I thought I’d figured it out
After reading Justina Chen Headley‘s Girl Overboard, I was finally able to articulate exactly what my problem with most YA books involving Asian-American protagonists is. Too often, it seems like the protagonist’s race/ethnicity/culture matters only when it’s a problem.
The majority of books about Asian-Americans that I’ve read (or tried to read) seemed to me primarily about the protagonist’s identity as an Asian-American instead of being about a person trying to figure out they really are, with their ethnicity as part of their identity. I mean, they were books about people who were discriminated against, ashamed of their ethnicity and culture, or dealing with immigrant parents. They were books about characters who were Asian-American first, not books about a rich girl or a smart girl or girl in love, a girl who’s not struggling with her ethnicity but more universal concerns. Which is probably why I seem to be in the minority of bloggers who didn’t love Headley’s debut novel, Nothing but the Truth (and a Few White Lies). Headley’s second novel has just been published, and while I didn’t love Girl Overboard either, I did really like it. And I’m sure this is largely because Syrah Cheng’s problems don’t stem from the fact that she’s Chinese-American, but because her father is a billionaire.
This does not mean culture is ignored, because it definitely isn’t. The fact that Syrah’s family is Chinese is an important part of the story and Headley doesn’t skimp on cultural details. But I can easily imagine a book about a rich white girl dealing with the same problems—powerful and neglectful parents, hateful half-siblings, a male best friend she might have more than friendly feelings for but is in danger losing anyway despite not doing anything about those feelings, and a dream of making a name for herself as more than just Rich Guy’s daughter. And to me, the essence of Girl Overboard has nothing to do with Syrah’s ethnicity. While their Chinese heritage is an intrinsic part of Syrah and her family, it’s not a problem she has to overcome. Girl Overboard is a story about a girl finding herself and an inner strength she never knew was there, and discovering that she’s not as alone as she thought. The problems with her parents aren’t your stereotypical Asian parent problems, but your more stereotypical rich parent problems. It just so happens that those parents happen to be Chinese.
So there I was, pleased that I was finally able to put my finger on what bothered me so much about other books when I read a book with a hapa protagonist about whom you could argue race was the cause of her problems. Or at least the cause of tension. And I ended up enjoying that book, too.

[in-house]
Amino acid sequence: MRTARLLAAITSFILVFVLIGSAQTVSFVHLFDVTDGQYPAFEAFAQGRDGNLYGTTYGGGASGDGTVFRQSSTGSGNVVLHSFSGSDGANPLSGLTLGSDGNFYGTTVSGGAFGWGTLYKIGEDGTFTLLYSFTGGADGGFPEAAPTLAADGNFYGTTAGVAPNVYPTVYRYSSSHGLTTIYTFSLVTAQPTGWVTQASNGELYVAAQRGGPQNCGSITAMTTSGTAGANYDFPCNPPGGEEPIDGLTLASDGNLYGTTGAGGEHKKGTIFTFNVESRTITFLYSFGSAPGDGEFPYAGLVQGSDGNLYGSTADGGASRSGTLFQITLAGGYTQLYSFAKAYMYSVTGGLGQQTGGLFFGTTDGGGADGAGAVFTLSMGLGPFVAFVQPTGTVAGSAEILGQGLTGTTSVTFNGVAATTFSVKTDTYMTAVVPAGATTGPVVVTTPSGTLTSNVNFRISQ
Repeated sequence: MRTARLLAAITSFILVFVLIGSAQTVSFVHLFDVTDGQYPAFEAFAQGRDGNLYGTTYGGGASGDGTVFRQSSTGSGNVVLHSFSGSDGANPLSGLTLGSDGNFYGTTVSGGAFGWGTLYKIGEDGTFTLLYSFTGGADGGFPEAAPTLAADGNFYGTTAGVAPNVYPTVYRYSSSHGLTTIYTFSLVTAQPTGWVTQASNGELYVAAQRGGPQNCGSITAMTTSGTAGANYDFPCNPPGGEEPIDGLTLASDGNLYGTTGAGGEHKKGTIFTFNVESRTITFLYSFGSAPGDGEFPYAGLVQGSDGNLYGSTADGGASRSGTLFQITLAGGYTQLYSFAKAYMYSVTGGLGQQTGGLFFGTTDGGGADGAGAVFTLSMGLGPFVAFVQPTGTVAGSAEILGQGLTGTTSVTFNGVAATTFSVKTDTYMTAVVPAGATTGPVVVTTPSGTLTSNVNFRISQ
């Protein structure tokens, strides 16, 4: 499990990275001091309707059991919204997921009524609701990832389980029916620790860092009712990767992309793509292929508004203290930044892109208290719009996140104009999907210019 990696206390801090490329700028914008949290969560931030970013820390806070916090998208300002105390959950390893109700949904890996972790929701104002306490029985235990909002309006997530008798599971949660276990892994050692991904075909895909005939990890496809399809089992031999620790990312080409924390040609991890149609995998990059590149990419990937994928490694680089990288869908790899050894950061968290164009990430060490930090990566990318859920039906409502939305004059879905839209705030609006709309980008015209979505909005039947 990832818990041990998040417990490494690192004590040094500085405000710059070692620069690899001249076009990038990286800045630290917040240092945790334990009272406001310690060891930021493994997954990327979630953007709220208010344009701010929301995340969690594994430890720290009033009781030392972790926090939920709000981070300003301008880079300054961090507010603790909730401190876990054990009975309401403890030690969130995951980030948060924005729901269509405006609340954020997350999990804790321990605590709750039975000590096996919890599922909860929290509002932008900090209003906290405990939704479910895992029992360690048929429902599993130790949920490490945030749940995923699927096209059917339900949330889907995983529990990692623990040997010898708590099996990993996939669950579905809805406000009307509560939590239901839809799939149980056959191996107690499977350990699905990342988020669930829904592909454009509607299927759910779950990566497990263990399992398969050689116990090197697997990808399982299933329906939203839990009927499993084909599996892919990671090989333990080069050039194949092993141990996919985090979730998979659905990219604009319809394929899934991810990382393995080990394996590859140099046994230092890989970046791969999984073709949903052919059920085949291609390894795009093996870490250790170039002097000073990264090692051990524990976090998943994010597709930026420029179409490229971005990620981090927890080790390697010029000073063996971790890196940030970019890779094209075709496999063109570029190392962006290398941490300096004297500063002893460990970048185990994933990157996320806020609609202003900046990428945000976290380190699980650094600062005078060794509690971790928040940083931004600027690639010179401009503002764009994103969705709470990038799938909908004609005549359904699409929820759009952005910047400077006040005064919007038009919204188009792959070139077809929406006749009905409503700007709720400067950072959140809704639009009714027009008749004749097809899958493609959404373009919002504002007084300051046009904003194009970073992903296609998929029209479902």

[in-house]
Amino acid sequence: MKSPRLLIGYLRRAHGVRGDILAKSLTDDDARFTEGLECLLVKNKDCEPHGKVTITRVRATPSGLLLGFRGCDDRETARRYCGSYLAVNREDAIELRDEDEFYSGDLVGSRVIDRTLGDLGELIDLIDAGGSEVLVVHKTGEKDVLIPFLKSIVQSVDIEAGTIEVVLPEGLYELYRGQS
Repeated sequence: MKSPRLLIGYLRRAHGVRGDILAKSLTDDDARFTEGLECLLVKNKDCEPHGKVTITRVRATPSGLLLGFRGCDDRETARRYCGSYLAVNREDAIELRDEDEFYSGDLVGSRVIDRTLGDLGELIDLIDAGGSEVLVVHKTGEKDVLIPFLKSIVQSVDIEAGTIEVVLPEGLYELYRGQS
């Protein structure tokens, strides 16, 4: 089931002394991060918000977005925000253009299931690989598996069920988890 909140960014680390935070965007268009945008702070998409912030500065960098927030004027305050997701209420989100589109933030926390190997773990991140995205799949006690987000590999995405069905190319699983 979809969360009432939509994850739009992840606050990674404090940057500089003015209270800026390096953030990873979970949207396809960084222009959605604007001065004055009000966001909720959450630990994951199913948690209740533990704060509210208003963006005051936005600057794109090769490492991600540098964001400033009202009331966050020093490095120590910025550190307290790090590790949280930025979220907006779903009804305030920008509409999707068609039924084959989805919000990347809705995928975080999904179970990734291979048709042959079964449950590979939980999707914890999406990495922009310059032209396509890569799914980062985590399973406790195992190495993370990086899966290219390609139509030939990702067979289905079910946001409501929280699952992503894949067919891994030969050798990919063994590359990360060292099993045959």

In Sherri L. Smith‘s Hot, Sour, Salty, Sweet, Ana Shen’s grandparents don’t get along too well. Her Chinese-American father’s parents and African-American mother’s parents will eat together. Just don’t ask them to cook together. But when Ana’s best friend spontaneously invites Ana’s crush, (the Japanese-American!) Jamie Tabata, to dinner at Ana’s house, disaster looms. Both her grandmothers are accomplished cooks, so of course both must prepare dishes for dinner. After all, it’s not every day that you celebrate your graduation from eighth grade. Ana loves both her grandmothers, but the competition between them, especially on her Nai Nai’s (Chinese grandmother) side, makes things difficult for the entire family.
Besides the gentle humor, and the fact that food is a major part of the book, I think what made Hot, Sour, Salty, Sweet work for me is that the tension is not so much within Ana, but 1) between her grandmothers, and 2) between Jamie Tabata’s father and, well, basically Ana’s entire family. There was a moment where Smith had me worried about the direction of the story, but it quickly passed and I was very relieved that my fears weren’t realized.
Hot, Sour, Salty, Sweet takes place over the course of one afternoon, so the scope of the story is not as large as that of Girl Overboard. I think this is the main reason I liked Girl Overboard more than Hot, Sour, Salty, Sweet, but as different as the two books are, I still enjoyed and would recommend them both.
I suppose what I said at the beginning, that Asian-American protagonists’ race/ethnicity/culture seeming to matter only when it’s a problem, is still true, at least among books I’ve tried to read in the past. But I’m glad that I found a book where this is not the case, as well as a book I enjoyed, arguably despite this. I’ve got three more books I’m looking forward to reading with Asian-American protagonists (all about girls. Where are the books with Asian-American guys as protagonists?), so I really hope this trend of me being able to actually finish and enjoy these books continues.